LifeLabs, Canada’s major provider of lab diagnostics and testing services, announced on Dec. 17 that hackers had potentially accessed computer systems with data from “approximately 15 million customers” that “could include name, address, email, login, passwords, date of birth, health card number and lab test results.”
As a Canadian citizen whose family’s data is probably among the 15 million records stolen, my first thought is about the implications of this breach.
Data breach marketplaces
At the International CyberCrime Research Centre in the School of Criminology at Simon Fraser University, we’ve been studying online hacker communities for about seven years and the Dark Web for the past four years. The Dark Web, with its large number of marketplaces called cryptomarkets (think eBay for drugs and stolen data), is a fascinating place where all sorts of products, data and services are made available for purchase. Payments are made using anonymous (mostly) untraceable digital currencies. I would expect parts of LifeLab’s database to eventually end up in a marketplace like that.
So how did this happen? Details of the hack have not been revealed due to the ongoing investigation, but hopefully we will eventually learn the specifics. According to the Office of the Information and Privacy Commissioner of Ontario (IPC) and the Office of the Information and Privacy Commissioner for British Columbia (OIPC), “cyber criminals penetrated the company’s systems, extracting data and demanding a ransom,” which LifeLabs paid.
This points to a likely ransomware attack, where the attacker encrypts the data on a computer system and makes it inaccessible. Unless a backup of the data exists, the only way to recover the data is by paying the attacker a ransom, who sends the victim the decryption keys to unlock the data. Most of these ransomware attacks use encryption so strong that even security firms cannot unlock the files, which has led to a new type of business where consultants help ransomware victims negotiate and pay the ransom.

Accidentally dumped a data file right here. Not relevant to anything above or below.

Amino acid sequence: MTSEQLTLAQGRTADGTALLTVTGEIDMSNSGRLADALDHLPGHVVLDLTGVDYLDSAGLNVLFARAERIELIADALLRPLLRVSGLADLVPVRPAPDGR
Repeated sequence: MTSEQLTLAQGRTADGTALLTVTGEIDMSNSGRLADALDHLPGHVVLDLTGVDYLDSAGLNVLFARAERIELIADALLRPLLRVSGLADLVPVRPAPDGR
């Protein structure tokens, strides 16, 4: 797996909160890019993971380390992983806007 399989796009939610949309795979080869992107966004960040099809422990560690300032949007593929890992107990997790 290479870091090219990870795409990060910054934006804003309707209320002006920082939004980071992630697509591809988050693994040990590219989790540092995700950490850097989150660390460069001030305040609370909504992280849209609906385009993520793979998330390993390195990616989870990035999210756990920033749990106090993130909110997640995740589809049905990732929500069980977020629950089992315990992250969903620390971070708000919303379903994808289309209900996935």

In most ransomware cases the data remains on the victim’s computer, but its access is revoked through strong encryption. This implies that the attackers do not actually have a copy of the data and thus the chances for future revictimization remain low. However, the language of the OIPC indicates that in this case, the data were “extracted.” This puts a new twist on the story.
Holding LifeLabs data hostage
Ransomware attackers sometimes do use ransomware — software that threatens to block access or publish data — that not only locks files, preventing the victim from doing anything, but also leaks the files back to the attackers. This allows the attackers to potentially extort more money from the victim, as happened a few weeks ago to Allied Universal, a security firm in California. That seems to be the case with LifeLabs.
If this is true, then our data is out there, in the hands of cybercriminals, and will remain out there. LifeLabs has stated that they have “retrieved the data by making a payment,” but if the cybercriminals already have a copy, then retrieving it will not suddenly disallow the attackers from further using that data.
Did LifeLabs not have a proper backup and recovery procedures in place so it could recover from this failure without having to resort to paying a ransom?
The likely scenario is that LifeLabs fell victim to a ransomware attack, possibly sparked by a phishing email with a malicious link or attachment, which resulted in up to 15 million customers’ information (our information, not LifeLabs’) being extracted to the attackers. LifeLabs paid the ransom to regain access and continue business.
What can we, as customers, do? Unfortunately, not much.
The data breach is beyond our control. Periodically we must do business with third-parties that require our personal information and we have no choice but to hand it over. Implicit in this transaction is that the other party (LifeLabs, for example) will protect that data. The only available option we have as customers is to be vigilant of our personal information, including financial and health details; but this is after the data breach.
We must check our credit card statements, our credit histories, our insurance claims. We must not use the same password in multiple places and should use two-factor authentication whenever possible.
Potentially the best way to prevent future breaches would be to incentivize organizations that collect our personal details to secure them properly. This could be done by changes to the legislation, like in the European Union and its new General Data Protection Regulation (GDPR) introduced in 2018.
In August 2018, the British Airways website was breached and 500,000 customer details stolen. The United Kingdom’s Information Commissioner’s Office handed down a fine of £183 million (approximately $321 million), based on a new U.K. law designed to mirror the EU’s GDPR. With penalties like that, third-party organizations would have no choice but to take data security seriously, rather than as an operational cost.